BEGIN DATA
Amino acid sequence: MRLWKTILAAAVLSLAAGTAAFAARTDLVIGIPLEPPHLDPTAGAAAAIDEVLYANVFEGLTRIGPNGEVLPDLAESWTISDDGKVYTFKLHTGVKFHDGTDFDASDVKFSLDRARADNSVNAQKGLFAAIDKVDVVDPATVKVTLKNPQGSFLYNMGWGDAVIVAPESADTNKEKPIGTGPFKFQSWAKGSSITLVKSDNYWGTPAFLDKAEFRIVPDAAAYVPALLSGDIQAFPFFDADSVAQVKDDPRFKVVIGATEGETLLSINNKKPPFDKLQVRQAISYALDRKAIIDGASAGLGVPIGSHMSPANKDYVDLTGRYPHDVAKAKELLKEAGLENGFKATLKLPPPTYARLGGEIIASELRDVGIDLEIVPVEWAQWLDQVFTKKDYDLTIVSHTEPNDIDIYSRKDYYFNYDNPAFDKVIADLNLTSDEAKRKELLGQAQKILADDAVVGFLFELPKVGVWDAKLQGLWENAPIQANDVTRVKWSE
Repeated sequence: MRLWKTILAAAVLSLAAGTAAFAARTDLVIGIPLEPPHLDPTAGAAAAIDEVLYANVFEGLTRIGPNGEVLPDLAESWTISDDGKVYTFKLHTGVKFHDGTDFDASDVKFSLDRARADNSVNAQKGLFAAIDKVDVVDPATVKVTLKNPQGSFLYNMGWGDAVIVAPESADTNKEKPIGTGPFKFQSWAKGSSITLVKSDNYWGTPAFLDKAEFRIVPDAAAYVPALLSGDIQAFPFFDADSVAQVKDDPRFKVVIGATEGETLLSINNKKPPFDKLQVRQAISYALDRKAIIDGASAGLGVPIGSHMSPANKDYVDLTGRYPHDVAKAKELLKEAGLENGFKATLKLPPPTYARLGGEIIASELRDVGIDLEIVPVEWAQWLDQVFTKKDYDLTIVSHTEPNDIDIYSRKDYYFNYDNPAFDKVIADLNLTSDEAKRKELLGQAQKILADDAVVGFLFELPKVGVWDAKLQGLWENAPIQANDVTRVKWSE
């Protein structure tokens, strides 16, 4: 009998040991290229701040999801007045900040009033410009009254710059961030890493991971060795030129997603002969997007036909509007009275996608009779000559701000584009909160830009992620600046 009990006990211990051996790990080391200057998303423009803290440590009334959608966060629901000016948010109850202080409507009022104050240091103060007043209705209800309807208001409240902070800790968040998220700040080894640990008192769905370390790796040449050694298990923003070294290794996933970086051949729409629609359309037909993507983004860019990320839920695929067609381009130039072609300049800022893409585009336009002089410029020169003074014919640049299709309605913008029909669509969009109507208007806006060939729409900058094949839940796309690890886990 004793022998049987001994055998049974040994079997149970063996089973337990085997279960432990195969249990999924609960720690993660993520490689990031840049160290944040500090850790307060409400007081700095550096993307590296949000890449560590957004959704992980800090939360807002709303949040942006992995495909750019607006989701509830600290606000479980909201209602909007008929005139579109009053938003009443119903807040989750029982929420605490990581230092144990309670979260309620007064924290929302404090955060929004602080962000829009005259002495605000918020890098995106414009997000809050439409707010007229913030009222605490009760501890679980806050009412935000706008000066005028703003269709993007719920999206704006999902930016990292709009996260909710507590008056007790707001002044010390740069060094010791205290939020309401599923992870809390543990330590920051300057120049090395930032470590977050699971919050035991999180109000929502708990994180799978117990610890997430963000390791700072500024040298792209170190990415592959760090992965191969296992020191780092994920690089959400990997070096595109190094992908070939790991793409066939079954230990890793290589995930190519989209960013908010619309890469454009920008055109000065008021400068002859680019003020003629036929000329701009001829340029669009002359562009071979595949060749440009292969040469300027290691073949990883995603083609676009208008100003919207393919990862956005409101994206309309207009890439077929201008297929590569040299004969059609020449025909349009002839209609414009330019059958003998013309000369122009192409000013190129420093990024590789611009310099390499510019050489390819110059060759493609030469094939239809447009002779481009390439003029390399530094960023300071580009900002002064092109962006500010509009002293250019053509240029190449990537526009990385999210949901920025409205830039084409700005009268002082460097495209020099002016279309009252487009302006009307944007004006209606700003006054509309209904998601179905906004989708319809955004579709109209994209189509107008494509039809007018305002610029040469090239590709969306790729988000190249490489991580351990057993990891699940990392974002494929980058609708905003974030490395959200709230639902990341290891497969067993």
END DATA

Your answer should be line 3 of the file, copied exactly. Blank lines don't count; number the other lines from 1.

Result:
């Protein structure tokens, strides 16, 4: 009998040991290229701040999801007045900040009033410009009254710059961030890493991971060795030129997603002969997007036909509007009275996608009779000559701000584009909160830009992620600046 009990006990211990051996790990080391200057998303423009803290440590009334959608966060629901000016948010109850202080409507009022104050240091103060007043209705209800309807208001409240902070800790968040998220700040080894640990008192769905370390790796040449050694298990923003070294290794996933970086051949729409629609359309037909993507983004860019990320839920695929067609381009130039072609300049800022893409585009336009002089410029020169003074014919640049299709309605913008029909669509969009109507208007806006060939729409900058094949839940796309690890886990 004793022998049987001994055998049974040994079997149970063996089973337990085997279960432990195969249990999924609960720690993660993520490689990031840049160290944040500090850790307060409400007081700095550096993307590296949000890449560590957004959704992980800090939360807002709303949040942006992995495909750019607006989701509830600290606000479980909201209602909007008929005139579109009053938003009443119903807040989750029982929420605490990581230092144990309670979260309620007064924290929302404090955060929004602080962000829009005259002495605000918020890098995106414009997000809050439409707010007229913030009222605490009760501890679980806050009412935000706008000066005028703003269709993007719920999206704006999902930016990292709009996260909710507590008056007790707001002044010390740069060094010791205290939020309401599923992870809390543990330590920051300057120049090395930032470590977050699971919050035991999180109000929502708990994180799978117990610890997430963000390791700072500024040298792209170190990415592959760090992965191969296992020191780092994920690089959400990997070096595109190094992908070939790991793409066939079954230990890793290589995930190519989209960013908010619309890469454009920008055109000065008021400068002859680019003020003629036929000329701009001829340029669009002359562009071979595949060749440009292969040469300027290691073949990883995603083609676009208008100003919207393919990862956005409101994206309309207009890439077929201008297929590569040299004969059609020449025909349009002839209609414009330019059958003998013309000369122009192409000013190129420093990024590789611009310099390499510019050489390819110059060759493609030469094939239809447009002779481009390439003029390399530094960023300071580009900002002064092109962006500010509009002293250019053509240029190449990537526009990385999210949901920025409205830039084409700005009268002082460097495209020099002016279309009252487009302006009307944007004006209606700003006054509309209904998601179905906004989708319809955004579709109209994209189509107008494509039809007018305002610029040469090239590709969306790729988000190249490489991580351990057993990891699940990392974002494929980058609708905003974030490395959200709230639902990341290891497969067993």